QA Temperature Wind and Ball Flight

By Frank ThomasApril 11, 2007, 4:00 pm
Editor's Note: This is the latest in a weekly Q&A feature from The Golf Channel's Chief Technical Advisor Frank Thomas. To submit a question for possible use in this column, email letsbefrank@franklygolf.com
 
Frank,
There was a lot of talk about cool weather at The Masters affecting ball flight but no real information. What are the effects of a ten degree cooler temperature on ball flight? Thanks.
 
Jim

 
Jim,
The air temperature has a significant effect on the flight of the ball. At cold temperatures the air is more dense and the ball will not fly as far. We were exposed to this at the Masters last week and especially on Sunday. I do believe that the effects of the temperature may not have been fully taken into account on the second shot on 15 on Sunday by Tiger or his second shot on 17, which landed short and in the bunker. In both cases I believe the error could have be temperature related.
 
As a good first estimate and something easy to remember you should compensate just over 3 yards per 10 degrees F for a carry distance (drive) of about 230 yards and proportionally less for the shorter shots.
 
The temperature was at least 30 degrees F below normal for the Masters this year at Augusta National so for a 230-yard carry on Sunday one needed to play it about 10 yards longer than you would at 80 degrees F. Not only because of the air temperature but also because the ball temperature is down and will not perform quite as well as it would at 80 degrees. Dont forget also the effect that low temperatures have on your body.
 
Bottom line is that Augusta National was harder than it needed to be this year and the temperature didnt help.
Stay warm.
Frank
 
Frank,
I am a 45 year old with the height of 5'8' I have been playing for a long time and am a scratch handicap. Here is my problem, or so I think: I hit my driver on average 280 to 285, but I have a problem hitting my irons. Most of my friends hit their irons farther than I do; for example, they hit a 9 iron around 135, and the most I can hit it is 110. I am generallly hitting one or two more clubs than they are. Can you help me with this?
 
Bruce

 
Bruce,
If you are hitting your drives 280 plus and your 9-iron only 110 yards, then there is something going on, but I wouldnt be too concerned if youre hitting your irons well and consistently. Having said this, though, we need to ask why, when your head speed using your driver results in 280-yard drives, you are only getting 110 with the 9-iron. There are at least three things that contribute to distance with an iron: 1) head speed; 2) loft angle; and 3) impact point on the face. This assumes that the swing path in all three cases is constant .
 
First, I have no idea why your head speed would be unusually slow with the 9-iron (and presumably also with the rest of your irons) unless the shaft is very much shorter than standard or your technique is very different than what you use with your driver. Either of these two factors could contribute to the slower speed.
 
Second, the lofts may be similar to what they were forty years ago, when a 9-iron was 48 degrees. This 48 degree loft is now a weak PW. If this is the case, then dont worry, because all you have to do is know which club hits what distance and stop comparing club for club with your buddies. This may turn out to be an advantage if your buddies are looking in your bag to see which club you stiffed to the pin. If they pull out the same club from the same location, they will be 25 yards beyond the flag.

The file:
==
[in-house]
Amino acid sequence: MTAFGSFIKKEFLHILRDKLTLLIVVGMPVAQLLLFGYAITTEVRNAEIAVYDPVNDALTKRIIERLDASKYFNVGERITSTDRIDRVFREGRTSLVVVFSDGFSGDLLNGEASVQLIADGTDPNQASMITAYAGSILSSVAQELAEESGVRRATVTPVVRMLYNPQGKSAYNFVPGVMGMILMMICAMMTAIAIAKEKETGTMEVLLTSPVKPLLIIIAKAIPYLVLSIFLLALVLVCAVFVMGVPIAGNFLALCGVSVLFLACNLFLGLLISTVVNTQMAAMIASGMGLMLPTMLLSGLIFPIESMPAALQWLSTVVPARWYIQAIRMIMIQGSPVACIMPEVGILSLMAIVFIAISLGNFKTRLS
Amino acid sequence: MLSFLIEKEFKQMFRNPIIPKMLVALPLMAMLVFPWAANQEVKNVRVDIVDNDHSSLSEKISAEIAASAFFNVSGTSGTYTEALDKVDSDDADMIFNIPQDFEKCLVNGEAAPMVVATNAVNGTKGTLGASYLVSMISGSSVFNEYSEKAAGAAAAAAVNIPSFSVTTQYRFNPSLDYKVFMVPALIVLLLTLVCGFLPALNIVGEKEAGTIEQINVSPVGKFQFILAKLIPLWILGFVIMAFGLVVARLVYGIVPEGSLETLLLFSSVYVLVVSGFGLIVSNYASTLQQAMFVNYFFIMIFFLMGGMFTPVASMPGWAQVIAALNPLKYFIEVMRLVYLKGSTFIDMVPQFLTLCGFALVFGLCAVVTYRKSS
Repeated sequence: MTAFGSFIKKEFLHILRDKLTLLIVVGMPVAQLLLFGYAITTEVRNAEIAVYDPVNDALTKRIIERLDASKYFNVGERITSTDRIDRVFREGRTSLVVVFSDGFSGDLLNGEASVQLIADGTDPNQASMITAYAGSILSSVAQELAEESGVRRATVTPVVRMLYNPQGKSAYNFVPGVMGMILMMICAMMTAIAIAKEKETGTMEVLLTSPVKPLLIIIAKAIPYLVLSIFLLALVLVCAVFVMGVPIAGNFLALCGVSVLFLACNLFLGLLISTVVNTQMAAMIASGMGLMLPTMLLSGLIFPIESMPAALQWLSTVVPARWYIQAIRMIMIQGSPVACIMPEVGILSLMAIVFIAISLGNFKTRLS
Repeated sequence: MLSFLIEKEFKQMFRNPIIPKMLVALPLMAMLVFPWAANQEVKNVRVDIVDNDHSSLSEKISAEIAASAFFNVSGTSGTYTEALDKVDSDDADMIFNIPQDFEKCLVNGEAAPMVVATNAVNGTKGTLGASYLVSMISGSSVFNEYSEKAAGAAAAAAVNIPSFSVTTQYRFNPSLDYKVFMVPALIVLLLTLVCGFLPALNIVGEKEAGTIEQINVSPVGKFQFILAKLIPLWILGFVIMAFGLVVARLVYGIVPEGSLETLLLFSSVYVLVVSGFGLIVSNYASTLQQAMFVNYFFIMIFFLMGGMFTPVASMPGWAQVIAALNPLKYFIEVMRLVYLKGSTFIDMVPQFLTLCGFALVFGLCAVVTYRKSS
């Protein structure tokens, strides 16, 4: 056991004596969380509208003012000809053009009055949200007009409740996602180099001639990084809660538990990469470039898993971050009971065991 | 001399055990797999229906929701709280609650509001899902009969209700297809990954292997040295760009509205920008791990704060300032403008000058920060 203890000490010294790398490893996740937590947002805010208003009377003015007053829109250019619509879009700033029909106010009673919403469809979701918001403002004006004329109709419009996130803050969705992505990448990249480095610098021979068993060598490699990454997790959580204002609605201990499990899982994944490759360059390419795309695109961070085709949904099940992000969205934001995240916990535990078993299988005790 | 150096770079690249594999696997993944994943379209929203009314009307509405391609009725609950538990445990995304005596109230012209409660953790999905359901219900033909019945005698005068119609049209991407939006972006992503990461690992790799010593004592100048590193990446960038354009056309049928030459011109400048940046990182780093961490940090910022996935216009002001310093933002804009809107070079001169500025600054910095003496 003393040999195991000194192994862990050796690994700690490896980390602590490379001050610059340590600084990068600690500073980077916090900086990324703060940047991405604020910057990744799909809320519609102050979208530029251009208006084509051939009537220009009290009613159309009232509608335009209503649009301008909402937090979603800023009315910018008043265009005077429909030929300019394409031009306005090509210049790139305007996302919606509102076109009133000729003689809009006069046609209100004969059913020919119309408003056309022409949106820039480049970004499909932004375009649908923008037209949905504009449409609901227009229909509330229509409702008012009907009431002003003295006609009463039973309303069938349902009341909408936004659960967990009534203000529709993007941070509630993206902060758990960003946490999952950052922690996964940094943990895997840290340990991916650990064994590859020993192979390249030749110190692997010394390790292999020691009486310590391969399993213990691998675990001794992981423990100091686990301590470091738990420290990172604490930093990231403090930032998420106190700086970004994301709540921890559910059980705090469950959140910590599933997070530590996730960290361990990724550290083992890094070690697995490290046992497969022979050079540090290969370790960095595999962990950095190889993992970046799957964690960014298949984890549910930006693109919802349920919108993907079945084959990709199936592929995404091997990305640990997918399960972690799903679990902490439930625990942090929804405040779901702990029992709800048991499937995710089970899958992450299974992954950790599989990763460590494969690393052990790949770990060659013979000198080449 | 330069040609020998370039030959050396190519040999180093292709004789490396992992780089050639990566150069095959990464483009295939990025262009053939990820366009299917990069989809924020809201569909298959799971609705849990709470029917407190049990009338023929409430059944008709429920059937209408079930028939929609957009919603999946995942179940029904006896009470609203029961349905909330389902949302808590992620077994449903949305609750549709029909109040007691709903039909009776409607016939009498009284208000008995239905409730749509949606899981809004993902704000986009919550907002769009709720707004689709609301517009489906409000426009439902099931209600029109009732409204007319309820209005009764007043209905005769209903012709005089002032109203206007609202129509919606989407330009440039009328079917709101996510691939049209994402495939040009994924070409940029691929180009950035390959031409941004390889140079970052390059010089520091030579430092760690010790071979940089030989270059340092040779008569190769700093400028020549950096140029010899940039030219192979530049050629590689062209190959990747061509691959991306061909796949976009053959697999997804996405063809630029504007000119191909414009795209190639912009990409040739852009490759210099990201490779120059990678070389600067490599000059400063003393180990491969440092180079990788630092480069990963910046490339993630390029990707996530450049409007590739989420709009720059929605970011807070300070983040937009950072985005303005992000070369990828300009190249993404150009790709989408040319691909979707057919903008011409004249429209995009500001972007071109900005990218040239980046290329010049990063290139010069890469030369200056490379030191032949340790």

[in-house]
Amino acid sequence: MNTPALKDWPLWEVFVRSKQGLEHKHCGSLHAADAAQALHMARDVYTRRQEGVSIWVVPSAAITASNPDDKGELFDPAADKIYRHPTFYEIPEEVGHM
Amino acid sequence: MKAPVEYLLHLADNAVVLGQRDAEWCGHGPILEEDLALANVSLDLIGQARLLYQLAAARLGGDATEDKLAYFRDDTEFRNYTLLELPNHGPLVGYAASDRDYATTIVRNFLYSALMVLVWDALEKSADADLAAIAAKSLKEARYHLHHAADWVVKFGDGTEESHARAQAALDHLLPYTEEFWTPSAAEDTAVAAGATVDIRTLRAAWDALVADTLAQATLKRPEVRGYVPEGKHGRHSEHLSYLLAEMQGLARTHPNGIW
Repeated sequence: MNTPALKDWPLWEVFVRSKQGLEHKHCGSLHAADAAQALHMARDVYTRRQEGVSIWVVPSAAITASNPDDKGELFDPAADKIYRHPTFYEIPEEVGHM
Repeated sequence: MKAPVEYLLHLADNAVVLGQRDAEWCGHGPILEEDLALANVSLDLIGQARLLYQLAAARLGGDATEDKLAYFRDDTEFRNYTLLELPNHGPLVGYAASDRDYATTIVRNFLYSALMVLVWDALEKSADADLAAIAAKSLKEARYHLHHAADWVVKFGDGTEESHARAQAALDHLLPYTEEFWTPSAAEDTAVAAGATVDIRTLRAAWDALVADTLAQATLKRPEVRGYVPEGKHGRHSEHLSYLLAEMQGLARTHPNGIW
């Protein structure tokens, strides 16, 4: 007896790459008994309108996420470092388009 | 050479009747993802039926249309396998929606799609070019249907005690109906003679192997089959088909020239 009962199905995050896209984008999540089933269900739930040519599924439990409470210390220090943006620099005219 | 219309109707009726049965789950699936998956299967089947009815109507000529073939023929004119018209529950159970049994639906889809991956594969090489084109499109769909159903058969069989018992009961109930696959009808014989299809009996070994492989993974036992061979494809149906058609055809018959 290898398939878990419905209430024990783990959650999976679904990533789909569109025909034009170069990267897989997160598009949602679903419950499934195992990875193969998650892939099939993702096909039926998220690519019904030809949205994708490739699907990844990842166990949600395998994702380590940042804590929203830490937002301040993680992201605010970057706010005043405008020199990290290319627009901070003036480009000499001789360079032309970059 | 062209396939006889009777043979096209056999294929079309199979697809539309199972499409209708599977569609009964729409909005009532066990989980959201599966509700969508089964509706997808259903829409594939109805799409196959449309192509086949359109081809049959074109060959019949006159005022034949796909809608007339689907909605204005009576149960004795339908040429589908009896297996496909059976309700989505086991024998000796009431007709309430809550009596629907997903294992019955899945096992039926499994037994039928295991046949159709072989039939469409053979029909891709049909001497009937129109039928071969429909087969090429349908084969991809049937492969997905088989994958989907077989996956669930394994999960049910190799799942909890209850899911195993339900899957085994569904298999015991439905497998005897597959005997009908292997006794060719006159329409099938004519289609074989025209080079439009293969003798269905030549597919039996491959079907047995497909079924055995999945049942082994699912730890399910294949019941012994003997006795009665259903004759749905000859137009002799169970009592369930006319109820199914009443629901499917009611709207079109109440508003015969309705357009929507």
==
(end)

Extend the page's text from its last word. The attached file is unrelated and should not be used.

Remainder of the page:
Third; I am sure that you are hitting the sweet spot, being a scratch golfer. But the trajectory could be very much higher than you would like, which could have an effect on the distance. A club head with the center of gravity (c.g.) higher in the club and closer to the face -- i.e., a blade design -- will lower the trajectory and give you a little more distance.
 
Bruce, I think the bottom line is that we can check out a few things, but if youre hitting the ball well with your irons dont worry about your buddies. Just make sure that you know how far you hit each club and use them accordingly.
Frank
 
Hi Frank,
I like your website and articles in Golf Digest. I am an 8 handicap. I use a Cleveland Launcher 400 with the Fujikura stock shaft (stiff). I hit it between 230 - 250 carry. My ball flight is a mid/high trajectory. I am thinking about buying the original Cleveland Hi Bore with a Grafalloy Pro Launch 65-stiff (I also have a choice of UST Proforce V2, Aldila NV65, and Fujikura Hi Bore Silver stock shaft). What is the difference if I got the 9.5 or the 10.5? I live in Houston, Texas, so the wind is a factor quite a bit; I play a lot in Hawaii too, where the wind can be very gusty. Would one degree affect my performance? Im looking for a higher ball flight, but would like distance and accuracy. Is there a chance I need a regular flex? I am not sure you have enough information, but I look forward to your diagnosis.
Sincerely,
 
Nelson

 
Nelson,
You are right, I don't have enough information to answer your main question, i.e., 'Do I need a 9.5 or 10.5 loft when looking for a higher trajectory, more distance and greater accuracy?'
 
What you need to do is determine what your existing launch conditions are, and then select the loft to increase the launch angle if you feel the flight is too low. A softer shaft will also increase the launch angle a little, but don't change from a shaft flex that feels comfortable just to change the trajectory. Your existing shaft flex seems to be fine, considering the carry distance youre getting now. Your launch angle (for your swing speed, which I assume is close to 100 mph) should be about 12 degrees with a spin rate of about 2,500 rpm. For more carry distance you can increase the launch angle by about 1 degree and decrease the spin a little. For more roll or windy conditions, decrease the launch angle.